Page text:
Feeling low energy at times, like it’s hard to get through the afternoon, the day, or even the week? Does it take a crane to haul yourself out of the bed in the morning? Are you jittery, your heart jumping at the slightest noise, unable to sleep?
We’ve all had those periods of time where we are overly tired, either physically, emotionally, or otherwise, tempted to turn to a quick cup of coffee or caffeinated beverage to get us up and moving, or take a sleeping pill to help us sleep. But in the long run, we find this drains us more and can cause health-related issues, because the sympathetic nervous system (fight or flight response) is being kept in over-drive.
Instead of the quick fix, focus on healthy responses that bring quality of life, leave you feeling great and rested when you wake up in the morning (can you imagine?), ready to tackle the day.
In this part 1 of a four part series on rebuilding your energy, we’ll begin with the foundation — how to calm your body:
Calm your body
Wait, wasn’t this article about getting energy, not how to calm yourself? A calm state is the foundation to increase your energy and vibration level in the long run. Triggering the parasympathetic nervous system so we feel calm and peaceful is all about rest and digest!
Stress, anxiety, and pain zap a lot of our energy, leaving us feeling drained. If we can alleviate some stress, anxiety and pain through appropriate rest and care of our body, we feel better, have a more positive outlook on life, and energy to keep doing the stuff we love to do. So let’s get your foundation built!
Sleep. I hate to say it, because we all know we need sleep (logically anyway), yet we can stay up too late or just have problems falling or staying asleep. Stress, anxiety, depression and persistent pain are among the major causes of sleep disturbances and energy drainage. Lack of sleep can lead to irritability, confusion, depression, and just feeling plain crummy. Long term sleep deprivation can cause hallucinations, and research shows there may be a relationship between sleep and bipolar disorder and schizophrenia. So the key is to relax, but how?
Try tracking your sleep history with a Fitbit or other sleep tracking device, so you understand how long you stay asleep on average and when you’re restless. Biofeedback is a proven system for changing your behavior. Adults sleep is recommended between 7-9 hours per night. Using the Fitbit, I found I now sleep 7:43 hours on average versus 6:23 hours when I first started, no kidding! If you can’t afford a device, just keep a sleep log next to your bed, and note daily falling asleep and wake up times, along with major periods where you are awake or restless. This will enable you to see progress when you’re making it.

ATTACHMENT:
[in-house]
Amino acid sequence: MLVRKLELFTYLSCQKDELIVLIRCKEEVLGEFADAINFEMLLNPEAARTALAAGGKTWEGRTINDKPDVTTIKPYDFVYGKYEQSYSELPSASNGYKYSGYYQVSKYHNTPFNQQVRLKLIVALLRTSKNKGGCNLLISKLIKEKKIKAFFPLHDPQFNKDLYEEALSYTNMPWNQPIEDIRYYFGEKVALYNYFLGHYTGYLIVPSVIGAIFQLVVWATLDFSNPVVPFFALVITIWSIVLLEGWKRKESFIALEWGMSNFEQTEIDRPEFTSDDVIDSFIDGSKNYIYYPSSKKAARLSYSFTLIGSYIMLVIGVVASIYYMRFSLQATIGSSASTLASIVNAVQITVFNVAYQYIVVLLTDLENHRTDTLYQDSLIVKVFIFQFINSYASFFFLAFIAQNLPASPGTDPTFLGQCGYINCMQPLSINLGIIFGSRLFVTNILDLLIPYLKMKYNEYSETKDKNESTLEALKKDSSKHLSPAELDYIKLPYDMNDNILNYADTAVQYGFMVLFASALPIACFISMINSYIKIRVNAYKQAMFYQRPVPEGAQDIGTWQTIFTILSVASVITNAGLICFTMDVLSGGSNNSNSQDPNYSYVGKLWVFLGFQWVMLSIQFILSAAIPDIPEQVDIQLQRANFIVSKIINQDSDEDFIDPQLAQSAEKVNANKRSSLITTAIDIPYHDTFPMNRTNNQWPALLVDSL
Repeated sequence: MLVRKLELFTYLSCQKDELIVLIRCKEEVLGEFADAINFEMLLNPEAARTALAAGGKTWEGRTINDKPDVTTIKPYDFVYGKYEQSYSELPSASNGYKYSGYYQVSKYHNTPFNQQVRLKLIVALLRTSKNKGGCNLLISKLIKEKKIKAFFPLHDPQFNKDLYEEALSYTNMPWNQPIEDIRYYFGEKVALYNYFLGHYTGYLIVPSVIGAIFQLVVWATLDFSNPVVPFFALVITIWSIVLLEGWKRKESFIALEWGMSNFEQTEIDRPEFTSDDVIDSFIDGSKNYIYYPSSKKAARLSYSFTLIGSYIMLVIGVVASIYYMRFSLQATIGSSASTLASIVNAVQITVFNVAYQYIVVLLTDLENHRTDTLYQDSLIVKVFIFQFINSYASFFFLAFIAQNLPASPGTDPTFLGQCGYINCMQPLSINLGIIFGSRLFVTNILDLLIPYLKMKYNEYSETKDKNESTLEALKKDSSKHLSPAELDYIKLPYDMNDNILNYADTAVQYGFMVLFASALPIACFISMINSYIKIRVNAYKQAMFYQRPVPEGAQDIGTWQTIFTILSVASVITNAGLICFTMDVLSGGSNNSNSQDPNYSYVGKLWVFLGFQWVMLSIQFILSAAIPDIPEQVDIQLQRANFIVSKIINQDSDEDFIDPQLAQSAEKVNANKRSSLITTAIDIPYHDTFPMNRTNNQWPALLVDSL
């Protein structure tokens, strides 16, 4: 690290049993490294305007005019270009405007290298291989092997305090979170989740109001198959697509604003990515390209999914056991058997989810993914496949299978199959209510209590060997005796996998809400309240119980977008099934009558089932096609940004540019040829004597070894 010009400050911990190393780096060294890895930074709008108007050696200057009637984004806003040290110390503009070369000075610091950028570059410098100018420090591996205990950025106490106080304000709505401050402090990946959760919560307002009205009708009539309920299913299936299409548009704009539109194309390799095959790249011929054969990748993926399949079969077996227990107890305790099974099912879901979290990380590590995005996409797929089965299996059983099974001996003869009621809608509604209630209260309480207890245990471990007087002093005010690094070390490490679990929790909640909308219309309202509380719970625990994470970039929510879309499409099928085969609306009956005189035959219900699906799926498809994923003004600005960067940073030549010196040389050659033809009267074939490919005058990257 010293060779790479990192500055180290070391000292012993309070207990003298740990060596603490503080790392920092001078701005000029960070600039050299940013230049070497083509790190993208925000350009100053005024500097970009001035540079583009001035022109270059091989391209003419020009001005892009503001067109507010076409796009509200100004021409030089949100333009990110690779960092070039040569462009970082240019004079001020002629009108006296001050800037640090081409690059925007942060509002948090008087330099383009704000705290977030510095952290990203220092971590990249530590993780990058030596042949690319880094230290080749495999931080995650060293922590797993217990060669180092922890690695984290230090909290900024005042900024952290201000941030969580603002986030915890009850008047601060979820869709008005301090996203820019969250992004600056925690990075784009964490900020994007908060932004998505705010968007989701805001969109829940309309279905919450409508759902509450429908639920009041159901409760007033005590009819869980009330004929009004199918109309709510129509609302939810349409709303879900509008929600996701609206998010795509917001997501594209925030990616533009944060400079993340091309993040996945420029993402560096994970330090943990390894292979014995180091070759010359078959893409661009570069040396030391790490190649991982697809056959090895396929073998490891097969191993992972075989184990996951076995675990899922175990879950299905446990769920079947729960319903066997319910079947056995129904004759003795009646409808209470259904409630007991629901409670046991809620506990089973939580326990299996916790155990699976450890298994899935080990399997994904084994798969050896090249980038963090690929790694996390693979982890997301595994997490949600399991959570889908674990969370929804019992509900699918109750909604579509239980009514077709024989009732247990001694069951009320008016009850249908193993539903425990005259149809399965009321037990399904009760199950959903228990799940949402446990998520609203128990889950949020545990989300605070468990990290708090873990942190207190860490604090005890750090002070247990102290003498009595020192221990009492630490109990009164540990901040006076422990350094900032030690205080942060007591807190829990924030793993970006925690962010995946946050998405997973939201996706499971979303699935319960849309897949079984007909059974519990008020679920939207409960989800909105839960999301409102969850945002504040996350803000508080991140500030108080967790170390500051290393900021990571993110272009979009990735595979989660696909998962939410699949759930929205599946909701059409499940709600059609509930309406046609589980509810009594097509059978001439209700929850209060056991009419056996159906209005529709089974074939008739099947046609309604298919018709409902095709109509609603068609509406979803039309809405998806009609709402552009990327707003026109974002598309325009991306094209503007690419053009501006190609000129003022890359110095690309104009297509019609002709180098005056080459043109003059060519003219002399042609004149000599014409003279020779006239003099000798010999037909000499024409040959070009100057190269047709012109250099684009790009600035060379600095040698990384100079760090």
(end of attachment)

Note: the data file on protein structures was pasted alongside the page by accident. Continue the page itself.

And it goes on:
Walk, move, excercise. Fitbit also tracks the amount you walk everyday. I’ve doubled the amount of steps I was taking on a daily basis, and this one thing alone made me calmer, helped me sleep, and left me feeling more energetic. If you are doing many of the things on this page, but not physically moving, you are missing out on a major solution to help yourself. Human bodies were meant to move, just WALK. My resting heart rate (the rate your heart beats right before you wake up in the morning) has decreased from 65 to 59 in just a couple of weeks. Did you know a decreased resting heart rate significantly decreases your chance of heart attack?
Teas, drinks and salt baths. Drink Sleepytime or other chamomile-based tea, or Natural Calm, a magnesium powder that relaxes muscles at bedtime. I drink it mixed with hot water. Take a warm soak in an Epsom salt (magnesium for the outside of your body!) or Himalayan salt bath. Our bodies need minerals to function properly, and much of our modern food intake can be lacking in basic nutrients.
Essential oils. Put a few drops in your nighttime bath, or use a dab of essential oil, such as lavender or Stress Away (my favorite!), on your wrist or pillow when you go to bed. You can also put a few drops on a cotton ball, and keep that in a pill container next to your bed. Just inhale the fragrance as you go to sleep.
Chinese organ clock. In traditional Chinese Medicine, qi moves through the body in 2-hour cycles every 24 hours, representing major organ activity during that time period. If you find you’re having trouble sleeping at a particular time every night, check the organ clock to see what issues you might be working through that are keeping you awake.
Chinese medicine recommends going to bed between 9-11 pm, a very healing period of the night as the effects of sleeping during this time are compounded, you will feel much more rested than if you stay up until 2 in the morning, even if you get 8 hours of sleep.
Aches and pains. Consult with your doctor, but you can also try over the counter pain relief products. Whenever I have a sore back or muscles, I use Po Sum On, a Chinese cinnamon menthol oil recommended by my acupuncturist. If you have pain while sleeping, see if propping up pillows under or between your knees, or the sore spot, helps you. You can also try a natural heating pad made from herbs like lavender. Heated in the microwave, the smells are soothing while you can lay in bed with a warm pad on your muscles. A main goal is to get comfortable in bed so you can rest.
Acupuncture, chiropractic, and massage. I’m willing to try anything once, so I can’t believe it took me so many years to try acupuncture, not until my brother completed his Chinese medicine school! I go every 1-2 weeks now to keep qi flowing, unstagnate blocked energy, deal with any problem areas, and stay calm and relaxed. I’ve learned to alternate these visits with going to the chiropractor and getting massage (both about once a month), to help keep my body calm, relaxed, and out of the doctor’s office!
In our second post on rebuilding your energy, we’ll look at calming your mind. If you have tips you’d like to share, please let me know!